Alexander: Senate Dems block bill that would have aided economy
WASHINGTON, D.C., Oct. 8 — Setting what U.S. Sen. Alexander (R-Tenn.) called a “dangerous precedent” for the Senate, Senate Democrats on Oct. 8 blocked debate on the bipartisan Energy and Water Development Appropriations Bill.
On the floor Thursday he said, “You don’t start the process at the beginning and not even let the whole Senate go through the process. This is a very bad precedent and it really insults the Senate. … That’s not the way we are supposed to do our jobs. We are sent here to work on behalf of the people. I would say to my friends on the other side, if you want to have a say about nuclear waste, about national defense, about national laboratories, about flood control, about waterways, about locks, about dams, then vote ‘yes,’ because that will give each of you a say, and you will be doing your job.”
He continued, “To vote ‘no’ sets a dangerous precedent for the Senate that says we are not interested in doing what taxpayers elected us to do.”
Senate Democrats’ filibuster prevented the Senate from beginning debate on the bill, which Alexander said effectively blocked 70 senators who aren’t on the 30-member appropriations committee from having any say on federal spending.
The bill is among the most bipartisan of the 12 funding bills. It was approved by the Energy and Water Development subcommittee, which Alexander leads, and reported out of the full Appropriations Committee with a 26-4 vote.
Funding in the bill totals $35.4 billion, which is $1.2 billion above the FY2015 enacted level and $668 million below President Obama’s budget request.
The bill provides funding for the following programs and projects:
- The Army Corps of Engineers’s restart on construction of Chickamauga Lock in fiscal year 2016. Funding of $29 million would be available because of the lock’s high position on the priority list of essential American waterways to be rebuilt.
- The Department of Energy’s Office of Science, which supports basic energy research and is the nation’s largest supporter of research in the physical sciences.It is funded at $5.144 billion, a record high.
- Advanced computing, which supports the new Summit supercomputer at Oak Ridge National Laboratory. It is funded at $620.9 million within the Office of Science. A total of $1.24 billion is provided for advanced computing, including both the Office of Science and the National Nuclear Security Administration.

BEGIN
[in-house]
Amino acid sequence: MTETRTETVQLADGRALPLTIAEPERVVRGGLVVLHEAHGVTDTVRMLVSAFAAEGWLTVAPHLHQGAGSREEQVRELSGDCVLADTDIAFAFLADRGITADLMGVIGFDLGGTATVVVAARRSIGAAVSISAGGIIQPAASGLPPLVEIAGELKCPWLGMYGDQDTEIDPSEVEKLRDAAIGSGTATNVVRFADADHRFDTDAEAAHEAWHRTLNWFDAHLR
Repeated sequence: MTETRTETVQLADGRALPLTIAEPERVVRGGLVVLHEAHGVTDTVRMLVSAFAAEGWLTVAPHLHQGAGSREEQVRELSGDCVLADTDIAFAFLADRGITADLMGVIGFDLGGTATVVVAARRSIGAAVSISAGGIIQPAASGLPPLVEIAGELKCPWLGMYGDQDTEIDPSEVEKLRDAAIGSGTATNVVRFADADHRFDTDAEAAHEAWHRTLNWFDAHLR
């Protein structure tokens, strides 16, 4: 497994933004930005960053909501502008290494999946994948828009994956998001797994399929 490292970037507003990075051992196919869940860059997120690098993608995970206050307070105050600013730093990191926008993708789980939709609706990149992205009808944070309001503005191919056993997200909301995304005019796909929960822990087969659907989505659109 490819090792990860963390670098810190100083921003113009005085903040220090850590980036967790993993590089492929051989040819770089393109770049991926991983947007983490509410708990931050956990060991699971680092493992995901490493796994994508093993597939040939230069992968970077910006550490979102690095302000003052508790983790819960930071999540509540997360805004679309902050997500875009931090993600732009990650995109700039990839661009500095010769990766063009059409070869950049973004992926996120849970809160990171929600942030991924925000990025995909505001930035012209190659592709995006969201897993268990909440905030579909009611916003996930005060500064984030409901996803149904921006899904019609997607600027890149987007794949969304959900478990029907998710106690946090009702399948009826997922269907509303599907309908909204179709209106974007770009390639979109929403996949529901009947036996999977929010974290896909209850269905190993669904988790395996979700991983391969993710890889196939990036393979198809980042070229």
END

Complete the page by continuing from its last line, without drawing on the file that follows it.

- Exascale computing, which Alexander said is essential to national security and competitiveness in science and technology. It is funded at $222 million.
- The Advanced Research Projects Agency – Energy (ARPA-E), which the America COMPETES Act created to invest in high-impact energy technologies. It is funded at $291 million.
- Consolidated storage of nuclear waste. The legislation authorizes and funds a pilot program and also includes language that allows the Department of Energy to store nuclear waste at private facilities, such as those proposed in Texas and New Mexico.
- Nuclear infrastructure at Oak Ridge National Laboratory, including hot cells and isotope production facilities. Many of the isotopes produced at Oak Ridge National Laboratory are not available anywhere else in the world, and are necessary to support medical treatments, oil and gas exploration, and deep-space satellites, among other priorities.
- The Uranium Processing Facility at the Y-12 National Security Complex. (It is funded at $430 million, which will continue to keep this project on time and on budget.
- Continued development of Small Modular Reactors, which Alexander said will give utilities and the military the ability to generate clean energy in new ways. The bill provides $62.5 million in funding.
- A new mercury treatment facility in Oak Ridge, as well as cleanup of nuclear facilities that are no longer in service.
The bill also cuts funding for several wasteful programs at the Depart-ment of Energy, including eliminating $150 million for the International Thermonuclear Experi-mental Reactor in France, as well as reducing funding for wind programs by more than $100 million compared to President Obama’s budget request.
U.S. Sen. Lamar Alexander (R-Tenn.) may be reached via his website’s contact page at alexander.senate.gov/public/index.cfm/email.